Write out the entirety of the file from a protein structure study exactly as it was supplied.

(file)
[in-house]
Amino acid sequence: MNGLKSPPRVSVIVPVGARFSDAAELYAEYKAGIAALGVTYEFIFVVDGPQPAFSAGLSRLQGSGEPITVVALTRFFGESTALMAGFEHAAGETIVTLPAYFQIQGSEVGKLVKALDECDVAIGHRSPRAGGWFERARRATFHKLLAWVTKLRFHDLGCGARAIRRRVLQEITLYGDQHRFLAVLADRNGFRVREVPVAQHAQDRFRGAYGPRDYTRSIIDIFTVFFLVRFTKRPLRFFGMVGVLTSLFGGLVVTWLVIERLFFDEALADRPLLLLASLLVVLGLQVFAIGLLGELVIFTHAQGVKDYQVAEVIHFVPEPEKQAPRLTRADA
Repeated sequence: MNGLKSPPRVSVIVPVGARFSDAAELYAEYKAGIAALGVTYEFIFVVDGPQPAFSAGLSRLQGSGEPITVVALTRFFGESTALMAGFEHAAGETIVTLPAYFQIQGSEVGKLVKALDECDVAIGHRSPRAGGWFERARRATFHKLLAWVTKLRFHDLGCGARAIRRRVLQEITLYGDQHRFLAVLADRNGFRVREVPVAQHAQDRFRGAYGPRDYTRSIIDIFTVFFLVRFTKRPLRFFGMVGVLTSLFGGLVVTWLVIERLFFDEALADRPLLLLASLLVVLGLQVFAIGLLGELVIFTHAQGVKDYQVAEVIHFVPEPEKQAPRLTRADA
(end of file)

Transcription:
[in-house]
Amino acid sequence: MNGLKSPPRVSVIVPVGARFSDAAELYAEYKAGIAALGVTYEFIFVVDGPQPAFSAGLSRLQGSGEPITVVALTRFFGESTALMAGFEHAAGETIVTLPAYFQIQGSEVGKLVKALDECDVAIGHRSPRAGGWFERARRATFHKLLAWVTKLRFHDLGCGARAIRRRVLQEITLYGDQHRFLAVLADRNGFRVREVPVAQHAQDRFRGAYGPRDYTRSIIDIFTVFFLVRFTKRPLRFFGMVGVLTSLFGGLVVTWLVIERLFFDEALADRPLLLLASLLVVLGLQVFAIGLLGELVIFTHAQGVKDYQVAEVIHFVPEPEKQAPRLTRADA
Repeated sequence: MNGLKSPPRVSVIVPVGARFSDAAELYAEYKAGIAALGVTYEFIFVVDGPQPAFSAGLSRLQGSGEPITVVALTRFFGESTALMAGFEHAAGETIVTLPAYFQIQGSEVGKLVKALDECDVAIGHRSPRAGGWFERARRATFHKLLAWVTKLRFHDLGCGARAIRRRVLQEITLYGDQHRFLAVLADRNGFRVREVPVAQHAQDRFRGAYGPRDYTRSIIDIFTVFFLVRFTKRPLRFFGMVGVLTSLFGGLVVTWLVIERLFFDEALADRPLLLLASLLVVLGLQVFAIGLLGELVIFTHAQGVKDYQVAEVIHFVPEPEKQAPRLTRADA